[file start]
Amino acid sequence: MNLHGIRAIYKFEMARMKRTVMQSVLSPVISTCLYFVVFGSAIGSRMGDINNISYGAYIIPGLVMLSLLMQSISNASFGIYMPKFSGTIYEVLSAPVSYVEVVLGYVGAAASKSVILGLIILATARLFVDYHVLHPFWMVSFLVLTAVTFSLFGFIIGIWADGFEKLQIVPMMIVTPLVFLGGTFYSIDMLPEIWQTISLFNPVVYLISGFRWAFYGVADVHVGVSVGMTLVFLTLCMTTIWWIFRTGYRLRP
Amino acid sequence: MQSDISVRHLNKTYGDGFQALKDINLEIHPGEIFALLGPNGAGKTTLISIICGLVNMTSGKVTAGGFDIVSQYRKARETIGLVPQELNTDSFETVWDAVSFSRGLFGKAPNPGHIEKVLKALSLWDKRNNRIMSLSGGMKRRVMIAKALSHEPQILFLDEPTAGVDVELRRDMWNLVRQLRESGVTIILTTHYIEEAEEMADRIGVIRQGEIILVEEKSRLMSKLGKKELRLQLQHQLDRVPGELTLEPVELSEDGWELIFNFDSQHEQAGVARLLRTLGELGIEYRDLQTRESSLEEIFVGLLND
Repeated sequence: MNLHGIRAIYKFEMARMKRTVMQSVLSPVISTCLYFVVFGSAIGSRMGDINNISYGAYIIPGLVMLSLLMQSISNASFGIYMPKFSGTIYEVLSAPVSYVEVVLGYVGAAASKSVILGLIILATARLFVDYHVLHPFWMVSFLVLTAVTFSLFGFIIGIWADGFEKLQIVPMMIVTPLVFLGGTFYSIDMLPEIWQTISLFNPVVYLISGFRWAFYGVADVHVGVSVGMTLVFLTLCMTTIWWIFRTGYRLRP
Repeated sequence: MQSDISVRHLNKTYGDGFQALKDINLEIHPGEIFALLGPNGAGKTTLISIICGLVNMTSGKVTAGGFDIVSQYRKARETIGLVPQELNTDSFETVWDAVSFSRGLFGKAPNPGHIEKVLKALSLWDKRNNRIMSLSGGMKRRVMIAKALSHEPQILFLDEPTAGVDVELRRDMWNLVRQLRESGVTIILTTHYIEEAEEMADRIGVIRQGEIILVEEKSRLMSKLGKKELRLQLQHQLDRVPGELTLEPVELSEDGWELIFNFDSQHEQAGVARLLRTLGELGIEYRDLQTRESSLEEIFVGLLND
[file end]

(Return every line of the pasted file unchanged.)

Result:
Amino acid sequence: MNLHGIRAIYKFEMARMKRTVMQSVLSPVISTCLYFVVFGSAIGSRMGDINNISYGAYIIPGLVMLSLLMQSISNASFGIYMPKFSGTIYEVLSAPVSYVEVVLGYVGAAASKSVILGLIILATARLFVDYHVLHPFWMVSFLVLTAVTFSLFGFIIGIWADGFEKLQIVPMMIVTPLVFLGGTFYSIDMLPEIWQTISLFNPVVYLISGFRWAFYGVADVHVGVSVGMTLVFLTLCMTTIWWIFRTGYRLRP
Amino acid sequence: MQSDISVRHLNKTYGDGFQALKDINLEIHPGEIFALLGPNGAGKTTLISIICGLVNMTSGKVTAGGFDIVSQYRKARETIGLVPQELNTDSFETVWDAVSFSRGLFGKAPNPGHIEKVLKALSLWDKRNNRIMSLSGGMKRRVMIAKALSHEPQILFLDEPTAGVDVELRRDMWNLVRQLRESGVTIILTTHYIEEAEEMADRIGVIRQGEIILVEEKSRLMSKLGKKELRLQLQHQLDRVPGELTLEPVELSEDGWELIFNFDSQHEQAGVARLLRTLGELGIEYRDLQTRESSLEEIFVGLLND
Repeated sequence: MNLHGIRAIYKFEMARMKRTVMQSVLSPVISTCLYFVVFGSAIGSRMGDINNISYGAYIIPGLVMLSLLMQSISNASFGIYMPKFSGTIYEVLSAPVSYVEVVLGYVGAAASKSVILGLIILATARLFVDYHVLHPFWMVSFLVLTAVTFSLFGFIIGIWADGFEKLQIVPMMIVTPLVFLGGTFYSIDMLPEIWQTISLFNPVVYLISGFRWAFYGVADVHVGVSVGMTLVFLTLCMTTIWWIFRTGYRLRP
Repeated sequence: MQSDISVRHLNKTYGDGFQALKDINLEIHPGEIFALLGPNGAGKTTLISIICGLVNMTSGKVTAGGFDIVSQYRKARETIGLVPQELNTDSFETVWDAVSFSRGLFGKAPNPGHIEKVLKALSLWDKRNNRIMSLSGGMKRRVMIAKALSHEPQILFLDEPTAGVDVELRRDMWNLVRQLRESGVTIILTTHYIEEAEEMADRIGVIRQGEIILVEEKSRLMSKLGKKELRLQLQHQLDRVPGELTLEPVELSEDGWELIFNFDSQHEQAGVARLLRTLGELGIEYRDLQTRESSLEEIFVGLLND